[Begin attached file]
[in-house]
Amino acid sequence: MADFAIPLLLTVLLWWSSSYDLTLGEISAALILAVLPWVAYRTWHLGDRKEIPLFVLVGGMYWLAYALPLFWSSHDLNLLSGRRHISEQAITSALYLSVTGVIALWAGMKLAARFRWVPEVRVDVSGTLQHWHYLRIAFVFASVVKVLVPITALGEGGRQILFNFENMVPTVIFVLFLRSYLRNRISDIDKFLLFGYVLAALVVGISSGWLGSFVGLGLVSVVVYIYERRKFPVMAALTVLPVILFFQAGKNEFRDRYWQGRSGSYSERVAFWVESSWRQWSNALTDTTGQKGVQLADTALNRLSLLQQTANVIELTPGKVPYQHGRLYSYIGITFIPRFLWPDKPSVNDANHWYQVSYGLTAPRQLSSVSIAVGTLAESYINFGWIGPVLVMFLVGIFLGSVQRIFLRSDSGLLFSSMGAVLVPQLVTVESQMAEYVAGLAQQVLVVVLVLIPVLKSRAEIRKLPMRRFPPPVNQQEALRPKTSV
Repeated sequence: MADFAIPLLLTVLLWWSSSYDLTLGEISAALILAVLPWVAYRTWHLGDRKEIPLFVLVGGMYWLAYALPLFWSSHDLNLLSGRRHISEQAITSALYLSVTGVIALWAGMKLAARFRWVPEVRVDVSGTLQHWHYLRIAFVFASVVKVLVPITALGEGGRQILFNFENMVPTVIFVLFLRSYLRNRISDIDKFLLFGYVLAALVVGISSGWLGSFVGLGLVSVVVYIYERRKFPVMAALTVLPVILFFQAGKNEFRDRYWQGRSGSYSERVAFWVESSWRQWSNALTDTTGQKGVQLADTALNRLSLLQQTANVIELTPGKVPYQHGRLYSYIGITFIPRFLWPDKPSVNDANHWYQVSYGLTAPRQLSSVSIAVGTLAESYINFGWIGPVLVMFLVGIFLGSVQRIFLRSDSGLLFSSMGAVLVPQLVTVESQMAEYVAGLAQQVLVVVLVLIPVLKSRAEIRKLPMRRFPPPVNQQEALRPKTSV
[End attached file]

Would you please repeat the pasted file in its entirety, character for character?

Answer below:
[in-house]
Amino acid sequence: MADFAIPLLLTVLLWWSSSYDLTLGEISAALILAVLPWVAYRTWHLGDRKEIPLFVLVGGMYWLAYALPLFWSSHDLNLLSGRRHISEQAITSALYLSVTGVIALWAGMKLAARFRWVPEVRVDVSGTLQHWHYLRIAFVFASVVKVLVPITALGEGGRQILFNFENMVPTVIFVLFLRSYLRNRISDIDKFLLFGYVLAALVVGISSGWLGSFVGLGLVSVVVYIYERRKFPVMAALTVLPVILFFQAGKNEFRDRYWQGRSGSYSERVAFWVESSWRQWSNALTDTTGQKGVQLADTALNRLSLLQQTANVIELTPGKVPYQHGRLYSYIGITFIPRFLWPDKPSVNDANHWYQVSYGLTAPRQLSSVSIAVGTLAESYINFGWIGPVLVMFLVGIFLGSVQRIFLRSDSGLLFSSMGAVLVPQLVTVESQMAEYVAGLAQQVLVVVLVLIPVLKSRAEIRKLPMRRFPPPVNQQEALRPKTSV
Repeated sequence: MADFAIPLLLTVLLWWSSSYDLTLGEISAALILAVLPWVAYRTWHLGDRKEIPLFVLVGGMYWLAYALPLFWSSHDLNLLSGRRHISEQAITSALYLSVTGVIALWAGMKLAARFRWVPEVRVDVSGTLQHWHYLRIAFVFASVVKVLVPITALGEGGRQILFNFENMVPTVIFVLFLRSYLRNRISDIDKFLLFGYVLAALVVGISSGWLGSFVGLGLVSVVVYIYERRKFPVMAALTVLPVILFFQAGKNEFRDRYWQGRSGSYSERVAFWVESSWRQWSNALTDTTGQKGVQLADTALNRLSLLQQTANVIELTPGKVPYQHGRLYSYIGITFIPRFLWPDKPSVNDANHWYQVSYGLTAPRQLSSVSIAVGTLAESYINFGWIGPVLVMFLVGIFLGSVQRIFLRSDSGLLFSSMGAVLVPQLVTVESQMAEYVAGLAQQVLVVVLVLIPVLKSRAEIRKLPMRRFPPPVNQQEALRPKTSV